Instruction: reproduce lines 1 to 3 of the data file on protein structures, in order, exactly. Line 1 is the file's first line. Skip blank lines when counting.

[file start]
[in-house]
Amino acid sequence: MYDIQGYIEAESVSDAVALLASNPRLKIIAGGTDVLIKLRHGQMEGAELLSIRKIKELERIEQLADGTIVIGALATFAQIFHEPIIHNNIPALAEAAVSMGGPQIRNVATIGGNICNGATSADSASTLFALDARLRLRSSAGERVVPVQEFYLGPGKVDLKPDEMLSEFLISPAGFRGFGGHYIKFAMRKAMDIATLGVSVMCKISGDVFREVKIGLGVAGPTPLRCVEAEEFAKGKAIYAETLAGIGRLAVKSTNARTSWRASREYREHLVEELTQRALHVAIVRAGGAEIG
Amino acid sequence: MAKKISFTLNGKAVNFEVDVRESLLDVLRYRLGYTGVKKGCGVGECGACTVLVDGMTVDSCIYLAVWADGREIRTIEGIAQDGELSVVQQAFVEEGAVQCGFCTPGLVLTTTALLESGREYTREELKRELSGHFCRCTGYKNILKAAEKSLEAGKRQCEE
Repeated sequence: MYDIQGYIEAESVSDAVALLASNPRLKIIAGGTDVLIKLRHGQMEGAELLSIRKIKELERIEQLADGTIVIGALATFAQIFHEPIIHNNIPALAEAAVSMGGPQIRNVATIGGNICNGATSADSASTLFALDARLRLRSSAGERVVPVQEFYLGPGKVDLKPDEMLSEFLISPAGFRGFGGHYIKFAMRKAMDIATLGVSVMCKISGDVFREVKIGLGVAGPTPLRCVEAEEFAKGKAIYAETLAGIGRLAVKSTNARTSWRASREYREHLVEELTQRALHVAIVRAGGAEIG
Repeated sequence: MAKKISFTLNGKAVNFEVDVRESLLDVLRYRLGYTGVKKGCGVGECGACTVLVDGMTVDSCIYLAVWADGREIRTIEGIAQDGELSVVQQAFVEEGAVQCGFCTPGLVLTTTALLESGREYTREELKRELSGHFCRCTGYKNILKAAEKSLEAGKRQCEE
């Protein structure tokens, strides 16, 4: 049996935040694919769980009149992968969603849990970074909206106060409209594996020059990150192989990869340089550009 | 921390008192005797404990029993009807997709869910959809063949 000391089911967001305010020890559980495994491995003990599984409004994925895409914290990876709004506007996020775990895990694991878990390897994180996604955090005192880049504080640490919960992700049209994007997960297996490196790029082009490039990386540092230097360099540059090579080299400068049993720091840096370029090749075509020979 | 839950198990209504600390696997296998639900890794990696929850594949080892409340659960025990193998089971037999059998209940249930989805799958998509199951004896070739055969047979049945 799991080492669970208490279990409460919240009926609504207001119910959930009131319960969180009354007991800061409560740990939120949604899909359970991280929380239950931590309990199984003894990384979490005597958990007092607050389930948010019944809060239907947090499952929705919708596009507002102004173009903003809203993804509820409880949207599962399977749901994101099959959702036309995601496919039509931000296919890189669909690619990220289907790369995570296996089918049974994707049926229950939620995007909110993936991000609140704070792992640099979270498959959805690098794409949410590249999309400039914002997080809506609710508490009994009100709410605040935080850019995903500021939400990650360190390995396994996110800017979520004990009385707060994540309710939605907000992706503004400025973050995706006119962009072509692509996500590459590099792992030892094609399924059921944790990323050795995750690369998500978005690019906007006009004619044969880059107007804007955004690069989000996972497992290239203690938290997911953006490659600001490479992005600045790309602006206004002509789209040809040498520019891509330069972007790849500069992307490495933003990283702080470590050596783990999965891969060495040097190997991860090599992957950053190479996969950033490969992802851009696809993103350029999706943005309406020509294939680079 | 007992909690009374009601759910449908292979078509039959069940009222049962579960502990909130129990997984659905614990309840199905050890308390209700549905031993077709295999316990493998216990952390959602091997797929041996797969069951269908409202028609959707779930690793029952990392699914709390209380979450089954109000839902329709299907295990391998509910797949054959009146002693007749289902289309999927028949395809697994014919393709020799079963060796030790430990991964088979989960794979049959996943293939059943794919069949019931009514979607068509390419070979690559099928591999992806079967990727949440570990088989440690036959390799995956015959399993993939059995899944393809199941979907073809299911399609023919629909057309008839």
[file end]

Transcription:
[in-house]
Amino acid sequence: MYDIQGYIEAESVSDAVALLASNPRLKIIAGGTDVLIKLRHGQMEGAELLSIRKIKELERIEQLADGTIVIGALATFAQIFHEPIIHNNIPALAEAAVSMGGPQIRNVATIGGNICNGATSADSASTLFALDARLRLRSSAGERVVPVQEFYLGPGKVDLKPDEMLSEFLISPAGFRGFGGHYIKFAMRKAMDIATLGVSVMCKISGDVFREVKIGLGVAGPTPLRCVEAEEFAKGKAIYAETLAGIGRLAVKSTNARTSWRASREYREHLVEELTQRALHVAIVRAGGAEIG
Amino acid sequence: MAKKISFTLNGKAVNFEVDVRESLLDVLRYRLGYTGVKKGCGVGECGACTVLVDGMTVDSCIYLAVWADGREIRTIEGIAQDGELSVVQQAFVEEGAVQCGFCTPGLVLTTTALLESGREYTREELKRELSGHFCRCTGYKNILKAAEKSLEAGKRQCEE